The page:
He said shows such as Countryfile, Top Gear, Masterchef and The Great British Bake Off have been allowed to grow, often starting on BBC2 and moving to BBC1 as audiences expanded. "It's about building and having faith. That's what happened with the big shows, people stuck with them." Bake Off attracted 15 million viewers for its final BBC appearance last month.
Buckland, whose Toby's Garden Festival takes place at Powderham Castle near Exeter in Devon on 28-29 April and has a new garden festival at Forde Abbey in Somerset on 16-17 September, added: "Fifteen or 20 years ago it would be considered unbelievable to have a cake-making show on television, even though there were lots of food shows. But they were often with men in whites. Gardening TV must come across like this sometimes, a bit elitist, when at its at its most successful it isn't, like Groundforce."
He explained that what is needed in gardening TV is "relevant advice" rather than a back-to-basics approach because "anything you didn't know is relevant. If you do know it's 'tell me something I didn't know'. That's the thing with Bake Off. Everything can be actioned. It's just a matter of getting the right size bake tin."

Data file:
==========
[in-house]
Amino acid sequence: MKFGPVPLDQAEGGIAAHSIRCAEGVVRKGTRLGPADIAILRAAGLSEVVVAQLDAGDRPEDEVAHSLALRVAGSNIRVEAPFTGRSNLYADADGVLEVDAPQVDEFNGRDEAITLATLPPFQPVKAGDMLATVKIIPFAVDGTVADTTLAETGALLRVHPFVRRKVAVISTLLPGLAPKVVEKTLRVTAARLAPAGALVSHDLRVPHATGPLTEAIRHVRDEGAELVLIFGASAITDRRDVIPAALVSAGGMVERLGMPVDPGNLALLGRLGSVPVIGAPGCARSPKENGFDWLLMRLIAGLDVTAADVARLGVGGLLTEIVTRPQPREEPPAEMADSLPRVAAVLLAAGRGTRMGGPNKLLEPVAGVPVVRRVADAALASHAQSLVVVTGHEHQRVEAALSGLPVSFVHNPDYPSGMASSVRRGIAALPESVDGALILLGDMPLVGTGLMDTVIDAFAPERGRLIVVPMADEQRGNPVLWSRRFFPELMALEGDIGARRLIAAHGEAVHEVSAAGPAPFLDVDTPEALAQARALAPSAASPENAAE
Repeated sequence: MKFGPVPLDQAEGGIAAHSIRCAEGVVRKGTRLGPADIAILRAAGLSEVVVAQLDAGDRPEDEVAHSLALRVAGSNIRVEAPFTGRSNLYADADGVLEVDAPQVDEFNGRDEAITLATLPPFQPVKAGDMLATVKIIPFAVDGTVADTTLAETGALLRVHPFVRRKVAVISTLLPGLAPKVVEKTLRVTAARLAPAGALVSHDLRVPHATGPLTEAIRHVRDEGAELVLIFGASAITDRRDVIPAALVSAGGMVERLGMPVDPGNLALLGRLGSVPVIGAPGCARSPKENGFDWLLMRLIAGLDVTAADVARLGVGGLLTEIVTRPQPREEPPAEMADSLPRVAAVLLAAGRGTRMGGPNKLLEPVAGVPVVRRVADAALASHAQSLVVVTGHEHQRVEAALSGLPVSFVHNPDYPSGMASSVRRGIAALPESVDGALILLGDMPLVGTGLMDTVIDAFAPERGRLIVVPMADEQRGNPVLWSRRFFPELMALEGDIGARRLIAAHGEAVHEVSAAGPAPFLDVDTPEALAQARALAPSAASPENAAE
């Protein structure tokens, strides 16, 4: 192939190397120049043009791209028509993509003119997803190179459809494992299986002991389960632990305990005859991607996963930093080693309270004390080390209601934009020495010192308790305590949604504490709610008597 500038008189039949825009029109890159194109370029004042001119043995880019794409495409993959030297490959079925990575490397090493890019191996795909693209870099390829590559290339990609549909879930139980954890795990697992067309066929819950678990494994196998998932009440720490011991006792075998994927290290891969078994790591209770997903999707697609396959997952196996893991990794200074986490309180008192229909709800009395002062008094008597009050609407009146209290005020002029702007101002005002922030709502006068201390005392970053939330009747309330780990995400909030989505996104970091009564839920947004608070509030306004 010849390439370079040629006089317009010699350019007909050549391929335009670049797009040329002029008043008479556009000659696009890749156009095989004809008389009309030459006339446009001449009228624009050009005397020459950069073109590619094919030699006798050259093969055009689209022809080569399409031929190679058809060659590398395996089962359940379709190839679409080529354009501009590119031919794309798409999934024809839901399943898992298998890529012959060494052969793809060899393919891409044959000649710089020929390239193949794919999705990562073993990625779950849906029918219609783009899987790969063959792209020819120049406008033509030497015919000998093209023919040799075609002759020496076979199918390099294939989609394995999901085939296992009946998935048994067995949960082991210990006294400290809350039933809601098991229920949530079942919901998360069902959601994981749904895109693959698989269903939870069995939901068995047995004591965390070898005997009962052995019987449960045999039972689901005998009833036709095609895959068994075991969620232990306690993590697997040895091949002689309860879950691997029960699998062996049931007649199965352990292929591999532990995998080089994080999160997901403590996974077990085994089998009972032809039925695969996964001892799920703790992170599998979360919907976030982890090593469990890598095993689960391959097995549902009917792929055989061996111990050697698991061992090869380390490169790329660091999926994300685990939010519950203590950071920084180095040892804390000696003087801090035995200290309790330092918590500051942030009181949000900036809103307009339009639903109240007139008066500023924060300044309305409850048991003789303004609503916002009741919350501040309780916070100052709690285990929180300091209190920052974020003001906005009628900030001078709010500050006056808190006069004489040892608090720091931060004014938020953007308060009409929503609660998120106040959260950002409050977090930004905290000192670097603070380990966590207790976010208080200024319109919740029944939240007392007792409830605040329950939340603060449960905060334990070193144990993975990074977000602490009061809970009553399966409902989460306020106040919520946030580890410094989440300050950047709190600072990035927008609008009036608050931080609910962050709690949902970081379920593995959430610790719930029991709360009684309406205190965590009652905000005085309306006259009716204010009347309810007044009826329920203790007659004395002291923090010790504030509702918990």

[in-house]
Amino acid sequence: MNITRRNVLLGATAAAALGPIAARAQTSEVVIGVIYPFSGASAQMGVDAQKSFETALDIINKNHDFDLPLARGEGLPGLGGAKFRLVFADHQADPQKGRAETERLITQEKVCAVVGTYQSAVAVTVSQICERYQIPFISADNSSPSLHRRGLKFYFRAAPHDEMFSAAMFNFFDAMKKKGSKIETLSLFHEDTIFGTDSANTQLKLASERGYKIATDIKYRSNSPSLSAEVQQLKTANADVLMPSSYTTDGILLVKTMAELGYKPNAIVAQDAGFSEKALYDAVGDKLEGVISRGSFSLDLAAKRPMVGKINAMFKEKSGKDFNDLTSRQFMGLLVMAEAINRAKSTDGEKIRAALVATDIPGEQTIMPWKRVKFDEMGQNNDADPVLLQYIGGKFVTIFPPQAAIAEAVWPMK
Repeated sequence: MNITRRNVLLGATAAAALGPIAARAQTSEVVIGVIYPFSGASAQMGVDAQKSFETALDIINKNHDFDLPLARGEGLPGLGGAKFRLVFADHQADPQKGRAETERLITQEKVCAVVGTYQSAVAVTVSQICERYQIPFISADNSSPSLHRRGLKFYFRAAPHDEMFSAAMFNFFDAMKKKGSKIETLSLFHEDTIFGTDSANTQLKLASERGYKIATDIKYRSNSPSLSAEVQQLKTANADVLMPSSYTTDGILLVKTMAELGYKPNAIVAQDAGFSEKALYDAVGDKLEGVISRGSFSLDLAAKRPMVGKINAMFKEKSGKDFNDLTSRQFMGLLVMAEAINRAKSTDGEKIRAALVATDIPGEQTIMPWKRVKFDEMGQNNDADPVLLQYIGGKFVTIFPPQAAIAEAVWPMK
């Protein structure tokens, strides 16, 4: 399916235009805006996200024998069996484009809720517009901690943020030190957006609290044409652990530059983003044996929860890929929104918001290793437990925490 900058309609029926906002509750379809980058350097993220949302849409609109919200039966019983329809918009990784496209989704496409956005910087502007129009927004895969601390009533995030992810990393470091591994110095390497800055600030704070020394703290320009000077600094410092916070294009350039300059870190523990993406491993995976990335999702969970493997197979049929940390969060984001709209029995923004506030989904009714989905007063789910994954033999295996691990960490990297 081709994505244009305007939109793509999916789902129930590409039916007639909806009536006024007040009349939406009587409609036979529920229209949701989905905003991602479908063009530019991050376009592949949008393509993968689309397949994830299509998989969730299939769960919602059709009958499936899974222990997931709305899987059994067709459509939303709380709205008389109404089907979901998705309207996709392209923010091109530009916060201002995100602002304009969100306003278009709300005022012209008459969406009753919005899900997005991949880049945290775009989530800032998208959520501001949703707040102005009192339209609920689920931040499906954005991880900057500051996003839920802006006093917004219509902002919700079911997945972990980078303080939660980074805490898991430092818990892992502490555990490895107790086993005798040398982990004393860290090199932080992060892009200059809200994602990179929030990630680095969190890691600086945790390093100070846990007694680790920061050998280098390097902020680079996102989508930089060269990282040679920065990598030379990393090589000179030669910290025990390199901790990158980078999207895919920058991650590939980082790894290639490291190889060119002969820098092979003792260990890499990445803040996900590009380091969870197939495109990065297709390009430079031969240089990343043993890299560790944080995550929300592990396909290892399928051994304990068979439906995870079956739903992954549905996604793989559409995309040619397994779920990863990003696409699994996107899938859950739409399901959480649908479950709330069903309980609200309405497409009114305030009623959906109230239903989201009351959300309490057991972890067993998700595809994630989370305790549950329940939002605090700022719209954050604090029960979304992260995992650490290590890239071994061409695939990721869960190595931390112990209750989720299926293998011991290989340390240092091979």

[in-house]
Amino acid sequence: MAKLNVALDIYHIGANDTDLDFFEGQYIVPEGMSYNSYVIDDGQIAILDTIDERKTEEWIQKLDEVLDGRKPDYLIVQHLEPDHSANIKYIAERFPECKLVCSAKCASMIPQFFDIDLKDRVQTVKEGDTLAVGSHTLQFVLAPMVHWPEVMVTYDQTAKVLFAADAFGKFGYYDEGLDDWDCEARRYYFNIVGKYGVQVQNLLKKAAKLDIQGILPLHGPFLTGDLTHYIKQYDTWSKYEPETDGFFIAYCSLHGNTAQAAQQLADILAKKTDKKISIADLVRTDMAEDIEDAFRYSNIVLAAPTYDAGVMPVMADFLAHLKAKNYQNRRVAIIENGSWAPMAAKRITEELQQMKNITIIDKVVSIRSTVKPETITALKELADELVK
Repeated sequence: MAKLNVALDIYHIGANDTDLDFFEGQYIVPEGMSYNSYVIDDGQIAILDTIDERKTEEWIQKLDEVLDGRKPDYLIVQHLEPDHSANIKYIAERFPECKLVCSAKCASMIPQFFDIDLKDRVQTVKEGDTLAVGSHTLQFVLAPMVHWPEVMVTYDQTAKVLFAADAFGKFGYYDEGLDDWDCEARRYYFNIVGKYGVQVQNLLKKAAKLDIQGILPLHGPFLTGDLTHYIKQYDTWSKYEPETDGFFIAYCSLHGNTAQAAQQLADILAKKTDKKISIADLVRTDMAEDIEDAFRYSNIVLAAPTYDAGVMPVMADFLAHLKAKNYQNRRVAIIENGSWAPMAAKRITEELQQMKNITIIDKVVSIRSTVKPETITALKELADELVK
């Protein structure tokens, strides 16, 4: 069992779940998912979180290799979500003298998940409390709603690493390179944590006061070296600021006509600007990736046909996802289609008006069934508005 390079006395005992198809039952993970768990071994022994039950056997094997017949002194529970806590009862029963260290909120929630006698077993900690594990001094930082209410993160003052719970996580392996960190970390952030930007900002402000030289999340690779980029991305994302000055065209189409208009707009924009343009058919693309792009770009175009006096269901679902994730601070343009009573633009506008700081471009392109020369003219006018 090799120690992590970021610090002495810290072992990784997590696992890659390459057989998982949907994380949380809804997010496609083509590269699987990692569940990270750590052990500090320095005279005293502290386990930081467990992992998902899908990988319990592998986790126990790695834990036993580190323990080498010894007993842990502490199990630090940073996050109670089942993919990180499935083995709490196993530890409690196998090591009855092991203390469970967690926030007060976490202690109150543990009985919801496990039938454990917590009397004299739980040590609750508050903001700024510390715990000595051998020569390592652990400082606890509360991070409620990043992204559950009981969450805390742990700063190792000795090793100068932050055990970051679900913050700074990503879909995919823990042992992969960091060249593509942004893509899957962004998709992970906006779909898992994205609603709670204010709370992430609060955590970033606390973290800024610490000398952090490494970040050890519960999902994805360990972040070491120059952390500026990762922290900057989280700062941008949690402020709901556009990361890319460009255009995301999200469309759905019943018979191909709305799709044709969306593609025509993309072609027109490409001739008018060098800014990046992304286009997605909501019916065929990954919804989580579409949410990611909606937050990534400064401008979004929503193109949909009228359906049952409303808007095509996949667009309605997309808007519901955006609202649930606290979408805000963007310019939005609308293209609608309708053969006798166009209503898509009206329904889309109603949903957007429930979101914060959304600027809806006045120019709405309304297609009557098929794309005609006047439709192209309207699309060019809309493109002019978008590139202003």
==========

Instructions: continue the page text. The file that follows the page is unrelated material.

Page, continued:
Buckland added that he hopes Brexit will give British nurseries more chance to shine and said at his shows he aims to bring in local growers who raise their own stock rather than buy it in.
Celebrity speakers Adam Frost and Pippa Greenwood will appear at Powderham, with more than 100 plant nurseries, arts and crafts, local food, live music and entertainment. Jim Buttress is also a guest and plant societies and garden clubs are particularly welcomed with group discounts and sale-or-return tickets.
Buckland said new BBC Gardeners' World presenter Frost "is widely tipped to be the nation's next head gardener". Charlie Dimmock and Christine Walkden are speakers at Forde.